Brazil

GIEWS Country Brief: Brazil 21-August-2018

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HIGHLIGHTS

  • Cereal output for 2018 expected at last five-year average

  • Maize exports forecast at near-record level in 2018/19 marketing year

  • Prices for maize and wheat above last year’s level, mainly due to weak local currency

Cereal output for 2018 expected at last five-year average level

Cereal production in 2018 is estimated at a near-average level of 99 million tonnes, about 13 percent lower than the previous year’s record level.

The reduced year-on-year output is mainly due to a decline in maize production, which is estimated at 83 million tonnes, 15 percent down from the 2017 output. Harvesting of the second season maize crop, for which planting operations were delayed due to dryness, is still underway. The reduced output reflects a contraction in the area sown of both seasons, sustained by low maize prices pressured downwards by ample supplies from the good 2017 maize output as well as dry weather conditions in late April and May that negatively affected yields.

By contrast, the 2018 wheat production is anticipated to recover from the previous year’s low output, increasing by 15 percent year-on-year. The crop has been planted on a larger area and is well-developing under favourable climate conditions with expected improved yields. However, the wheat output in 2018, anticipated at 4.9 million tonnes, would still be 14 percent lower than the last five-year average, sustained by good the harvests in 2014 and 2016 due to the large area sown and high yields, respectively.

Harvesting of the 2018 rice crop has been completed with an estimated average output of 11.7 million tonnes. In the major producing Rio Grande do Sul State, a delay in plantings was offset by particularly good growing conditions in February and March, leading to the second highest yields on record.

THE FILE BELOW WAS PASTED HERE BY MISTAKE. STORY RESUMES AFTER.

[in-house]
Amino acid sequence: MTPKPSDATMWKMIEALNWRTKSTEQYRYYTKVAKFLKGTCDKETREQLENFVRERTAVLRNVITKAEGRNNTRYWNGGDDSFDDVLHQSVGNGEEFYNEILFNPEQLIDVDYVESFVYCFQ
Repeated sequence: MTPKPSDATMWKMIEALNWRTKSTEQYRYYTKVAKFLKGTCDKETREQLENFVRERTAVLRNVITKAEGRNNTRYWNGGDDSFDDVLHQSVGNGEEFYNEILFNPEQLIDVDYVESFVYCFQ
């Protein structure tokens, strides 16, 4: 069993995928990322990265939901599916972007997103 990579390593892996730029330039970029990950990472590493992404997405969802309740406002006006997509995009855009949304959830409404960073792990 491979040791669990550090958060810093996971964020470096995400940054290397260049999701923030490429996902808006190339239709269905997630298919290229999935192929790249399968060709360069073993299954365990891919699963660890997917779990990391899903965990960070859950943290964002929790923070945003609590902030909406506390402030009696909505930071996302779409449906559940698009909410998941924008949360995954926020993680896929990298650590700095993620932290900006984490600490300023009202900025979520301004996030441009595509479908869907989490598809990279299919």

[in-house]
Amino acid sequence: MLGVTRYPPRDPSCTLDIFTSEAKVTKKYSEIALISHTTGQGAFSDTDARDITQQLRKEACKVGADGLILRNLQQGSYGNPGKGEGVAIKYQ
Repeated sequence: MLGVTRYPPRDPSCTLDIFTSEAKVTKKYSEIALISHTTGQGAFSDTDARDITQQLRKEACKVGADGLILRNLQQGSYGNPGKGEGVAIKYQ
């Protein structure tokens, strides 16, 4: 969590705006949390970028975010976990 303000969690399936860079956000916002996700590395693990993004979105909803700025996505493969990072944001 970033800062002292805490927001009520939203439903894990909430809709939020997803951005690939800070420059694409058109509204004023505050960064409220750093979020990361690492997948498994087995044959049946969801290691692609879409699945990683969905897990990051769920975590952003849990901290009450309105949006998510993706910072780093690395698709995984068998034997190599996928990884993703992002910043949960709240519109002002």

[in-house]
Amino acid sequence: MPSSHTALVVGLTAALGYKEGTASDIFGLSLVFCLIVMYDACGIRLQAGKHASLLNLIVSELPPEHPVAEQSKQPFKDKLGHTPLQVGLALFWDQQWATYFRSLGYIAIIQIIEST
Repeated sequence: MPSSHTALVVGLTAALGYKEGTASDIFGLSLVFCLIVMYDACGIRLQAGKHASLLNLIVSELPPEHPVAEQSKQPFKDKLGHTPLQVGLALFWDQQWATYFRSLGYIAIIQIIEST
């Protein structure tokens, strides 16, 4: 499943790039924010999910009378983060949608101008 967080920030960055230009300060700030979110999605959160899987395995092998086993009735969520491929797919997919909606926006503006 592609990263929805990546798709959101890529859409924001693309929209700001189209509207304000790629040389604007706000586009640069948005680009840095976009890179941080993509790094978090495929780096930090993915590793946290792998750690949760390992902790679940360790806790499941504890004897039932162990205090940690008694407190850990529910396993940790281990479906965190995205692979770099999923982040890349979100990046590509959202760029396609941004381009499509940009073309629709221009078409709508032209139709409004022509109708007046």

Maize exports forecast at near-record level in 2018/19 marketing year

The continued deflation of the local currency is boosting strong demand of Brazilian maize by importing countries. Therefore, exports of maize during the 2018/19 marketing year (March/February) are forecast at a well above-average level of 31 million tonnes. Wheat imports in 2018/19 (August/July) are expected at a well above-average level of 7.5 million tonnes, mainly reflecting the expected decline in 2018 output.

Prices for maize and wheat above last year’s level, mainly due to weak local currency

Prices of yellow maize steadily increased from the beginning of 2018 due to a weakening local currency and transportation strikes in May over soaring fuel prices. Then maize prices declined in July, sustained by improved domestic supplies of the ongoing second season harvest. However, they were still 53 percent higher than a year earlier.

Similarly, prices of wheat grain increased since February 2018, underpinned by the weaker local currency.

Prices of rice paddy strengthened in July due to a year-on-year reduction in the 2018 harvest.

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